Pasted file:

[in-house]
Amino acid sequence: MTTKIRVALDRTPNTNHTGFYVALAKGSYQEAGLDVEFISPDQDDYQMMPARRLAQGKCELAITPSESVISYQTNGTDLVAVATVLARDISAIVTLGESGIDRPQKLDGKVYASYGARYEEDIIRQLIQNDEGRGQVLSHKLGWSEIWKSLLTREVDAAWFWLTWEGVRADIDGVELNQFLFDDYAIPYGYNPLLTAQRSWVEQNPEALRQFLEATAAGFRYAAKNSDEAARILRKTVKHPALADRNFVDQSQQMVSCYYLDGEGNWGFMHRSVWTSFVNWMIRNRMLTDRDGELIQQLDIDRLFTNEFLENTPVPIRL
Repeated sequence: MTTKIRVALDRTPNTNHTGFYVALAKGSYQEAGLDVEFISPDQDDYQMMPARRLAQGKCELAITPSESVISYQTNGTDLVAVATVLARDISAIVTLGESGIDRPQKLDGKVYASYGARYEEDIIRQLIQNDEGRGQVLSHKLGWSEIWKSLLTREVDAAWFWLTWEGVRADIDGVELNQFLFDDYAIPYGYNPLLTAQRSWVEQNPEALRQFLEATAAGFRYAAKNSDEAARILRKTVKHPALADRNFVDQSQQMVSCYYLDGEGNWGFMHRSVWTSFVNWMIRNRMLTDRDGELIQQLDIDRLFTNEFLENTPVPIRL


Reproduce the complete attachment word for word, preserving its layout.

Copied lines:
[in-house]
Amino acid sequence: MTTKIRVALDRTPNTNHTGFYVALAKGSYQEAGLDVEFISPDQDDYQMMPARRLAQGKCELAITPSESVISYQTNGTDLVAVATVLARDISAIVTLGESGIDRPQKLDGKVYASYGARYEEDIIRQLIQNDEGRGQVLSHKLGWSEIWKSLLTREVDAAWFWLTWEGVRADIDGVELNQFLFDDYAIPYGYNPLLTAQRSWVEQNPEALRQFLEATAAGFRYAAKNSDEAARILRKTVKHPALADRNFVDQSQQMVSCYYLDGEGNWGFMHRSVWTSFVNWMIRNRMLTDRDGELIQQLDIDRLFTNEFLENTPVPIRL
Repeated sequence: MTTKIRVALDRTPNTNHTGFYVALAKGSYQEAGLDVEFISPDQDDYQMMPARRLAQGKCELAITPSESVISYQTNGTDLVAVATVLARDISAIVTLGESGIDRPQKLDGKVYASYGARYEEDIIRQLIQNDEGRGQVLSHKLGWSEIWKSLLTREVDAAWFWLTWEGVRADIDGVELNQFLFDDYAIPYGYNPLLTAQRSWVEQNPEALRQFLEATAAGFRYAAKNSDEAARILRKTVKHPALADRNFVDQSQQMVSCYYLDGEGNWGFMHRSVWTSFVNWMIRNRMLTDRDGELIQQLDIDRLFTNEFLENTPVPIRL